Dairy farmers have been adapting to meet new Government regulations to protect waterways with one successful innovation being the composting cow barn.
REDnews spoke to dairy farmer and Westpac customer Murray Coates who has undertaken a large-scale project to build two massive composting cow barns that will each shelter 400 cows on his farm on the South Island’s West Coast.
The West Coast is the country’s wettest region; rainfall can exceed 10,000mm of rainfall per year, with the majority of farmland receiving 3,000-4,000mm per annum.
“If the cows are grazing in muddy wet paddocks, they can be up to their knees in mud while defecating – all of which leaches into waterways, causing environmental damage,” Coates said.
“We wanted to do something around the environmental issue and we found that composting barns would be a great solution.
“It’s very effective during winter grazing and these barns comply with all the new regulations and guidelines set by the Government.
“I take my hat off to Westpac for looking at our project from an environmental point of view. We had good cashflow and had a good budget to work with, but Westpac first looked at our environmental offering before looking at lending,” he said.
How composting cow barns work:
Composting cow barns are also known as ‘composting Mootels’, composting shelters and duration-controlled grazing as transformational technologies for dairying.
They are shed-type structures in which cows can rest, feed, defecate and urinate on their bedding, which is made from substances such as wood chips, sawdust or wood shavings – encouraging aerobic composting.
“The urine and dung in association with the bedding are transformed into compost, generating considerable heat, with the moisture evaporating and exiting predominately through a roof vent,” Professor Keith Woodford of Farm Management and Agribusiness at Lincoln University, who has studied the science behind using composting cow barns, said.
“The bedding is tilled once or twice daily to create aeration and aerobic fermentation. In a successful operation, the bedding remains warm and dry, and can remain in place for a year or longer,” he said.
After around a year and a half, the compost goes back into the soil as fertiliser.
The shed provides shelter from rain and cold temperatures in winter and extreme heat and sun in summer. The sheds also provide shelter during calving, which creates a healthy environment for the cows as well as avoiding nitrogen leaching (from cattle urine), phosphorus runoff (from cattle feces) and soil loss into waterways.
“There is also a likelihood that nitrous oxide emissions will be considerably lower than more traditional grazing systems, or indeed from other barn systems where nitrous oxide is emitted from effluent ponds.
“There is great potential for dairy composting structures in association with duration-controlled grazing to address current issues of environmental non-sustainability, together with animal welfare issues, plus mitigation of some greenhouse gas issues, and for all of this to be achieved in a way that is financially viable for farmers,” Professor Woodford said.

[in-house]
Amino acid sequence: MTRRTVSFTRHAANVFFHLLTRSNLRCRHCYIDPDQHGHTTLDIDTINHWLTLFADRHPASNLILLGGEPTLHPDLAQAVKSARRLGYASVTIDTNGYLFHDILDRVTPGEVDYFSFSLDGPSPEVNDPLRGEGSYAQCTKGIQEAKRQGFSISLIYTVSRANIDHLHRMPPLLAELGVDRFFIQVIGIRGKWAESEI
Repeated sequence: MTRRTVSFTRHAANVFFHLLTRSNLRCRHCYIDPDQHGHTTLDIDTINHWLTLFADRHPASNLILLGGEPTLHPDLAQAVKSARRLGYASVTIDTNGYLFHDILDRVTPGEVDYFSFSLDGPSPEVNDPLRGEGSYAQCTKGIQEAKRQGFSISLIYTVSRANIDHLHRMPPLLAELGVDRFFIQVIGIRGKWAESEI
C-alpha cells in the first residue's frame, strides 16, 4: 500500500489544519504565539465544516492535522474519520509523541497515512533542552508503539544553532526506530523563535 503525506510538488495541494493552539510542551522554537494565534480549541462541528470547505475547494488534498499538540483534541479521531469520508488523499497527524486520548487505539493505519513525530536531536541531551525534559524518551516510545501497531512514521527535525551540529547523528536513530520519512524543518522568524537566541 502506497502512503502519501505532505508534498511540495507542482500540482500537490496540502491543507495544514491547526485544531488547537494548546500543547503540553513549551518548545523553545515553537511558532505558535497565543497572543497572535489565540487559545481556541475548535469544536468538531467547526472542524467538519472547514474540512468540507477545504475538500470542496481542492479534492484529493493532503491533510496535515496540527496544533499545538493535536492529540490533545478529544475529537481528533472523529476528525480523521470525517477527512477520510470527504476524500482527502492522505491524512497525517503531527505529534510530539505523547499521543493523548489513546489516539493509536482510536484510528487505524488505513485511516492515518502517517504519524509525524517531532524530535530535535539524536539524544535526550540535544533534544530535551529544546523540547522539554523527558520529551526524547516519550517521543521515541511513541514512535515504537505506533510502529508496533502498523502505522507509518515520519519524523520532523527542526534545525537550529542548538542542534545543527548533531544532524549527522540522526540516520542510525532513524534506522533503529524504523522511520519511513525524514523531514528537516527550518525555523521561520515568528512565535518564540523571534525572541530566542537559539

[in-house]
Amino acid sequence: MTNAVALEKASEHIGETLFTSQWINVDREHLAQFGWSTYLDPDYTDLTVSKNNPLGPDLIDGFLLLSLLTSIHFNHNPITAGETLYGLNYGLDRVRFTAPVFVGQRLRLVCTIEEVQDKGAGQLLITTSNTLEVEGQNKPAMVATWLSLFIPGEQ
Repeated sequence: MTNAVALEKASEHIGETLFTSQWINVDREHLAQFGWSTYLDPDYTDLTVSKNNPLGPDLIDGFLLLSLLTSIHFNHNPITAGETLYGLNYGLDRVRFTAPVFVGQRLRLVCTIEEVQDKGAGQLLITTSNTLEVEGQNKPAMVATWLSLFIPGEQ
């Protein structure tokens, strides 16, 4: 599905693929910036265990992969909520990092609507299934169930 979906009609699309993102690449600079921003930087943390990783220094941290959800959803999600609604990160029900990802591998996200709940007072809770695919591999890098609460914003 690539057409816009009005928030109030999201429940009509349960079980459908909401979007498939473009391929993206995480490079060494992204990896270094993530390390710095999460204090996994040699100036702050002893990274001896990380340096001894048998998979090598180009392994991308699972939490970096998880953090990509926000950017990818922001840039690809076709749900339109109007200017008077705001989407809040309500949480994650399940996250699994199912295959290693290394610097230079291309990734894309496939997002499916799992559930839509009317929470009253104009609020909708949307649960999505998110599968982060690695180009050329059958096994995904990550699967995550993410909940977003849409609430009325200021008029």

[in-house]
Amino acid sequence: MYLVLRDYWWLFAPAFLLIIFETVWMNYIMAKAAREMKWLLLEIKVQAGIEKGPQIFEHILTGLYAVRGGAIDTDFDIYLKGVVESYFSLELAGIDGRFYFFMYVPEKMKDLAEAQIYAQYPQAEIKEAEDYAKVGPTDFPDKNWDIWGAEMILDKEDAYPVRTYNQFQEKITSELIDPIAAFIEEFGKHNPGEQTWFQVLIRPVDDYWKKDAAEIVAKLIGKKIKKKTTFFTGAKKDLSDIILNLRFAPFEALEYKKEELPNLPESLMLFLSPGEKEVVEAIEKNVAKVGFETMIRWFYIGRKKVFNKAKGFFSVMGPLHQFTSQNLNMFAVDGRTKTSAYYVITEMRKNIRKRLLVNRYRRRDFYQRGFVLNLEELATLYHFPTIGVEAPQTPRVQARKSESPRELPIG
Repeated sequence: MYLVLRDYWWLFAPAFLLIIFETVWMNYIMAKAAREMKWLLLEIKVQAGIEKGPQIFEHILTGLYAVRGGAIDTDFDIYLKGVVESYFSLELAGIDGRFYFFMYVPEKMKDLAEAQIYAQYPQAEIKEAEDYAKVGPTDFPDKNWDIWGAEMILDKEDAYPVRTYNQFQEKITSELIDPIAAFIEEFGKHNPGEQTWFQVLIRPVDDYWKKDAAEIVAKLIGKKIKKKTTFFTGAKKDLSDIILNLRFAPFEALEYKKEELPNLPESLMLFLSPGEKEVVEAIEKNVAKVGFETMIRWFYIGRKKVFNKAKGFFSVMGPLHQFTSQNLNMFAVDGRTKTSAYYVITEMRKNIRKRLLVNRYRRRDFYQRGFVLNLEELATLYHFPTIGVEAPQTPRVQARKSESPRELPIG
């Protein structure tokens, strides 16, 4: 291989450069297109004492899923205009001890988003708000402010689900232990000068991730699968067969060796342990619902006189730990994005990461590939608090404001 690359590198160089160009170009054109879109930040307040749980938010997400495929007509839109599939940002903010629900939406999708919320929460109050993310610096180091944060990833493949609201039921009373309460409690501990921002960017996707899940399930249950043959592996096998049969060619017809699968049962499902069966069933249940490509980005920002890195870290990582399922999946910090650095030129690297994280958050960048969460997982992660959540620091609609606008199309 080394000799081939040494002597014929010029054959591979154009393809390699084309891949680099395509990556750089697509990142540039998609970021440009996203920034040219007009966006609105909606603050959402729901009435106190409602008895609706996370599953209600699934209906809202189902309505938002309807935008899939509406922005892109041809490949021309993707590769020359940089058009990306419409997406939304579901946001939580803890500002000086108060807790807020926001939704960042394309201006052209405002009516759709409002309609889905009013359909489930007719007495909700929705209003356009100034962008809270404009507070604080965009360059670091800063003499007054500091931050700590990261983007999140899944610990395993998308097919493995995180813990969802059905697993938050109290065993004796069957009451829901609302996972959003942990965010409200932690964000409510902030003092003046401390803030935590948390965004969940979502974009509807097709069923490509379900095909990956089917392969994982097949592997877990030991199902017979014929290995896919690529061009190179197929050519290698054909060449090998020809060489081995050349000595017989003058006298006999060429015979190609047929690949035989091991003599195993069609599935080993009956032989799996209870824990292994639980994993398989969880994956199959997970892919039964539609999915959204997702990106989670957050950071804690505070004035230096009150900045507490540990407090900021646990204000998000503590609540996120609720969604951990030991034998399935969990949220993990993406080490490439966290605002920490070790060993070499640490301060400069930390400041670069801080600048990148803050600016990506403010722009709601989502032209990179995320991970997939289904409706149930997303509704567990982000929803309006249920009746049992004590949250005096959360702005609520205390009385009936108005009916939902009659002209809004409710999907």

The dairy composting technology isn’t new – America’s Mid-West developed the system around 20 years ago and dairy farms in New Zealand’s Waikato and Taranaki adopted the system in the last decade.
But Murray Coates is the first dairy farmer on the West Coast to build the structure and they are starting to become popular in Southland.
“Currently in New Zealand, there are approximately 30 farms or perhaps a few more that have shed structures in which some composting occurs. However, in many of these farms the structures were not specifically designed to facilitate composting,” Professor Woodford said.
Murray Coates met with Professor Woodford to speak to him about the environmental aspects as they took on the project.
“Professor Woodford would like the cows to stay in the barns for six to eight hours a day in autumn when it’s cold and wet, so the cows don’t leach nitrates on the pasture,” Coates said.
Coates finished his first composting cow barn at the end of October and the second will be finished in 2022.
“This project we worked on with Murray Coates is an example of how we’re assisting our customers to address climate change and adaptation to new regulations for better sustainability outcomes,” Head of Agribusiness at Westpac, Tim Henshaw, said.
“The rough cost that includes clearing the ground, building the structure and depositing the wood chips costs around $3,000 per cow,” Coates said.
“Our building is made of permanent materials such as an aluminium roof and wooden poles, instead of plastic so it’s more expensive. And we have 400 cows in one barn, meaning one massive composting cow barn costs around $1.2 million.
“Our Aztec-style shed will have a life span of 50 years or more,” he said.
And there is a cost benefit in utilising the barns – the cows produce more milk solids when living in this environment.
“I believe you can get a financial return from the barns and some farmers have seen their cows produce an extra 100kgs of milk solids or more per cow per year,” he said.
Professor Woodford agrees that farms using this technology demonstrate outstanding physical and financial performance results, based on improved productivity.
With the price of milk solids on the rise, this increases profits for dairy farmers.
Westpac NZ’s Senior Agri Economist Nathan Penny has forecast a record high of $9.00/kg milk solids for the 2021/2022 season.
Coates said his staff are also happier because the cows can go inside and not damage the paddock.
Staff will no longer have to go outside in the harsh winter conditions to check on calving cows or shift break fences - benefiting everyone involved as well as the environment.